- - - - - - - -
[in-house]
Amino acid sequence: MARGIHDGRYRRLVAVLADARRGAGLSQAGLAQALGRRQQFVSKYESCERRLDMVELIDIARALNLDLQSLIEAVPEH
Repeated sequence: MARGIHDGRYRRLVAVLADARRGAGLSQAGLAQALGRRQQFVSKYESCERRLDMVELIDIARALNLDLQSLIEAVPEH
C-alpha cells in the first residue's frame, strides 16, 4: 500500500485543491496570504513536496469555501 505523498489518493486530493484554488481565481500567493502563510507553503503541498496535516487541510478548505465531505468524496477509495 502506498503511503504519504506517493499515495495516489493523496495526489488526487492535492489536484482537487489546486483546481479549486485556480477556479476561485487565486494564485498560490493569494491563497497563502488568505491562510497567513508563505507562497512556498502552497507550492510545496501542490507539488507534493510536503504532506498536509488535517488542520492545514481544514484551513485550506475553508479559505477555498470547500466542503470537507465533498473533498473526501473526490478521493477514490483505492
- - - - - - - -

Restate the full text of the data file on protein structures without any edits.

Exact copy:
[in-house]
Amino acid sequence: MARGIHDGRYRRLVAVLADARRGAGLSQAGLAQALGRRQQFVSKYESCERRLDMVELIDIARALNLDLQSLIEAVPEH
Repeated sequence: MARGIHDGRYRRLVAVLADARRGAGLSQAGLAQALGRRQQFVSKYESCERRLDMVELIDIARALNLDLQSLIEAVPEH
C-alpha cells in the first residue's frame, strides 16, 4: 500500500485543491496570504513536496469555501 505523498489518493486530493484554488481565481500567493502563510507553503503541498496535516487541510478548505465531505468524496477509495 502506498503511503504519504506517493499515495495516489493523496495526489488526487492535492489536484482537487489546486483546481479549486485556480477556479476561485487565486494564485498560490493569494491563497497563502488568505491562510497567513508563505507562497512556498502552497507550492510545496501542490507539488507534493510536503504532506498536509488535517488542520492545514481544514484551513485550506475553508479559505477555498470547500466542503470537507465533498473533498473526501473526490478521493477514490483505492